Where we’re located in New Delhi, it’s a governmental-political kind of neighborhood, and we get a lot of that clientele. We realized quickly that the French palate wasn’t something the Indian population liked so much, and they preferred Italian, which was not a problem for us, so we focused on the Italian preparations we’ve always offered. The pastas are the most popular by far, and they really love fish preparations. Our chef is an Italian national, born in Italy but of Indian descent, Mickey Bhoti, and he’s just perfectly in line with what we do over there—lobster risotto, not just white-sauce-red-sauce kind of cuisine. They do traditional crudo, with extra-virgin olive oil instead of wasabi, fish carpaccio, things like that.
What about the design signatures? Are they standard from restaurant to restaurant?
A lot of people say oh, we’re going to Le Cirque, so they’re looking for lions and tigers on the ceiling. My father coined the name when he was a waiter at Maxime’s in Paris. All the people pushing out of the doorway in furs and evening gowns, shoving each other to get up to the host, it was a circus in there; that’s where the name comes from. He was talking about that experience of excitement and dynamism, which is what he liked about it. We design in partnership with the venues, but Adam Tihany, who is our architect of choice, has built all our restaurants except the original in 1974, and the locations in the Dominican Republic and India, because in India they already had a design theme that was prevalent throughout the hotel. Our accents and themes were incorporated, though, and he provided drawings of our other restaurants. We try to keep a common theme, but it has to be an elegant restaurant that is flattering to the ladies, and a space that is appropriate for celebration.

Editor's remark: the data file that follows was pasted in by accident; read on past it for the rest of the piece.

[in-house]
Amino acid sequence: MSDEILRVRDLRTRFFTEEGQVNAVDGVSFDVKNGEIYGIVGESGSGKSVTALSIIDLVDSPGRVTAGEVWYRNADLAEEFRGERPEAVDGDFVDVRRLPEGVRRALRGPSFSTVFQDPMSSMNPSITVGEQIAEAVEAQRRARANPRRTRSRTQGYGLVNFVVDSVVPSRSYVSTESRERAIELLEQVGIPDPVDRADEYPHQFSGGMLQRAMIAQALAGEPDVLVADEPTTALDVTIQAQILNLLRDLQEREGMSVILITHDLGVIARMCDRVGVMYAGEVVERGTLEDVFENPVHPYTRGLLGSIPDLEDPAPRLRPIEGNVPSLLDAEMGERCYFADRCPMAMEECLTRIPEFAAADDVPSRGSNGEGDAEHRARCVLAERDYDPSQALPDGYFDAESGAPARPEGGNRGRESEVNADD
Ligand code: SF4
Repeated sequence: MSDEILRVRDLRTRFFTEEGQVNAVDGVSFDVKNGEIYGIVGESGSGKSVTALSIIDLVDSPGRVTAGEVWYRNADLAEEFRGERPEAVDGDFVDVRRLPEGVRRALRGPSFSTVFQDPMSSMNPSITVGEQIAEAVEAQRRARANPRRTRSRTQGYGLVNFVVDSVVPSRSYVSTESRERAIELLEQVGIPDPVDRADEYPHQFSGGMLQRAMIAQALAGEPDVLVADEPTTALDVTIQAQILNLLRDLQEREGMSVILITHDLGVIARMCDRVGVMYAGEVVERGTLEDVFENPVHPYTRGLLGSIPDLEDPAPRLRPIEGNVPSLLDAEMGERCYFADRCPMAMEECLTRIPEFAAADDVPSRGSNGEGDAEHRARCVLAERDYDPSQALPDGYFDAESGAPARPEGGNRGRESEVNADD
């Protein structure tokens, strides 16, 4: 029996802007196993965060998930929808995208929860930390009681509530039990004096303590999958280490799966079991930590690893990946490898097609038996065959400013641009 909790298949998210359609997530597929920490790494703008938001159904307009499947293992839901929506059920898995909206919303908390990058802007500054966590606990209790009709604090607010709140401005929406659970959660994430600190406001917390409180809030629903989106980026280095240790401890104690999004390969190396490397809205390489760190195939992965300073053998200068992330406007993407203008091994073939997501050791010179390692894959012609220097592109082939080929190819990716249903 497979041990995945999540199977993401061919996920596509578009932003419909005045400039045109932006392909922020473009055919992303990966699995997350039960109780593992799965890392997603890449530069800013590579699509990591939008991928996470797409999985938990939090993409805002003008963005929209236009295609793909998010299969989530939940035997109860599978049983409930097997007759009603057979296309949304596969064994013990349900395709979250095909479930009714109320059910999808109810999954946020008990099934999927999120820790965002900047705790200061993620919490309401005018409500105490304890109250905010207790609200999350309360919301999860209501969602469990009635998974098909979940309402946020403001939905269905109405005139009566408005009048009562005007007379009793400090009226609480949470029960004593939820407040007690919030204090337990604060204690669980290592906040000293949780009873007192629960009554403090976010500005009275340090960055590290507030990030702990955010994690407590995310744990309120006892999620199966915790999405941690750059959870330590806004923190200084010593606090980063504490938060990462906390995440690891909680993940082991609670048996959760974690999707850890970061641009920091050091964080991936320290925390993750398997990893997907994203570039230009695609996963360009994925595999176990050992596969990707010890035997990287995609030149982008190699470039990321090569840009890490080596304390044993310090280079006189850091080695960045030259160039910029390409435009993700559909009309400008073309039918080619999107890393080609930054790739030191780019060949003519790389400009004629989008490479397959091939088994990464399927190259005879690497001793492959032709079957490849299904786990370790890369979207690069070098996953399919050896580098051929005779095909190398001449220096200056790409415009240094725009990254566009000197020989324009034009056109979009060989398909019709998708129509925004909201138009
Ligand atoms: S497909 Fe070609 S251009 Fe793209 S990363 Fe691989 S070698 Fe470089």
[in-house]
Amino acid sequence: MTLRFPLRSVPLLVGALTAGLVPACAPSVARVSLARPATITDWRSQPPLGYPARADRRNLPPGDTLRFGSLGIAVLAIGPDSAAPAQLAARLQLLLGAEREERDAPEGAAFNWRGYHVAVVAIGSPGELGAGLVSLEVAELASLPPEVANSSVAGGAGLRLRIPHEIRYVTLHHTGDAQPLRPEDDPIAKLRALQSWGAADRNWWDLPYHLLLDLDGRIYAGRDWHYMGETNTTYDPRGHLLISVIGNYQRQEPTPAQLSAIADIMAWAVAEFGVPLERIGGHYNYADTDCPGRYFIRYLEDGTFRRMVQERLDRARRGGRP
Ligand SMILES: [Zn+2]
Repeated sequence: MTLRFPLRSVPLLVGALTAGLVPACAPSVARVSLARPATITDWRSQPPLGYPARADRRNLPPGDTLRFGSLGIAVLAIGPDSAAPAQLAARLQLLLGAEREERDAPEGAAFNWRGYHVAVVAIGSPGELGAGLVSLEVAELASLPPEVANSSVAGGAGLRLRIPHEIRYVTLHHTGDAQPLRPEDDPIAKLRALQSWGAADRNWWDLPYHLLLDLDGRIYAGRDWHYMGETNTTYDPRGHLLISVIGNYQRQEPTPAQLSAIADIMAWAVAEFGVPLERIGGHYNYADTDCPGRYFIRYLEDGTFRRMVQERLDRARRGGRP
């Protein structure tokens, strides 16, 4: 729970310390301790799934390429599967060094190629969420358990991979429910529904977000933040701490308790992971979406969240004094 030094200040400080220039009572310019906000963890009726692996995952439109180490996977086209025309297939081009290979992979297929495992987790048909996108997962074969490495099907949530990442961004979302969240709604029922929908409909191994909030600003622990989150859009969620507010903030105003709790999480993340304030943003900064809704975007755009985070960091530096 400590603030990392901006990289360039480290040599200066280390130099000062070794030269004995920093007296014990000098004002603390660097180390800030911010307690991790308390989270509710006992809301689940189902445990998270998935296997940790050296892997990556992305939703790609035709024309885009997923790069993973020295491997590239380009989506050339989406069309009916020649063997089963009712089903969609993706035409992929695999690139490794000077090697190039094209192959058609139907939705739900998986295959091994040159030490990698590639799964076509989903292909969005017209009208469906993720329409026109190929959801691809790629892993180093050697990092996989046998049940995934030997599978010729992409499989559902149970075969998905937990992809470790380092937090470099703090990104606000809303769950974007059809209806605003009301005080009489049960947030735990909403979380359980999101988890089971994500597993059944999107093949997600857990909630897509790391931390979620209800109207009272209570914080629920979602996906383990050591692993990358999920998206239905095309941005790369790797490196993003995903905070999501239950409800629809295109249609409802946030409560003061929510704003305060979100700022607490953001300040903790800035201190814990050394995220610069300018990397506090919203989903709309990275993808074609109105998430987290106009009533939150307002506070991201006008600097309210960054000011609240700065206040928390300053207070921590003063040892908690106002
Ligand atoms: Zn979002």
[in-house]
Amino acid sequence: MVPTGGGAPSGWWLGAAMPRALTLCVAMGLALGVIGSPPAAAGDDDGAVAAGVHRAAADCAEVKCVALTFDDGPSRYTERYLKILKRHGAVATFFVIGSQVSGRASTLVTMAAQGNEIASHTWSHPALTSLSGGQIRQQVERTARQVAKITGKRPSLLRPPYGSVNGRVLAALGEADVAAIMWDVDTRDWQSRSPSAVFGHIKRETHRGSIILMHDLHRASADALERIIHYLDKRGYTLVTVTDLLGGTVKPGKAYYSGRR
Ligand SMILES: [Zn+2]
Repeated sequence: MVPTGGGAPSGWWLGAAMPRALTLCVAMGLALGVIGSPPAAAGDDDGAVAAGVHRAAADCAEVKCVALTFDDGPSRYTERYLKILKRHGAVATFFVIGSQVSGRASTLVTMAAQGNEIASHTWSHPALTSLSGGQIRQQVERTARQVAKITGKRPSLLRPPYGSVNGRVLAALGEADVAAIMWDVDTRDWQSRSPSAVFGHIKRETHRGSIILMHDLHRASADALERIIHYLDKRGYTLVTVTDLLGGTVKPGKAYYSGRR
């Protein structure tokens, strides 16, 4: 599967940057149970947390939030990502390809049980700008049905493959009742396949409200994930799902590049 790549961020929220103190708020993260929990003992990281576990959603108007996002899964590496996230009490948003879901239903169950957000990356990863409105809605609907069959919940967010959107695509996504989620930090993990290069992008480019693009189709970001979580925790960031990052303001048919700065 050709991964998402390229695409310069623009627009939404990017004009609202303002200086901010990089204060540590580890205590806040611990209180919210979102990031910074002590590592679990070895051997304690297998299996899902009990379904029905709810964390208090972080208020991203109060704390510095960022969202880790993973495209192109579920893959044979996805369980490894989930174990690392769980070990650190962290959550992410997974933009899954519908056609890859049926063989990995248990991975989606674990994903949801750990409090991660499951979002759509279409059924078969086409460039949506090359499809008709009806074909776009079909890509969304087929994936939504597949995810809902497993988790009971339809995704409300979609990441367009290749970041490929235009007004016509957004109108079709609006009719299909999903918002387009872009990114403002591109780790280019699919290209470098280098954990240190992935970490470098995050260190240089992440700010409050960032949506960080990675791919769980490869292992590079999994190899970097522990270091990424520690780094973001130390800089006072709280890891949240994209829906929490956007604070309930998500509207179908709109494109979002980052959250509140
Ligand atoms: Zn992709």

How would you characterize the overall feel of the restaurant? What does it add to the hotels and cities you choose?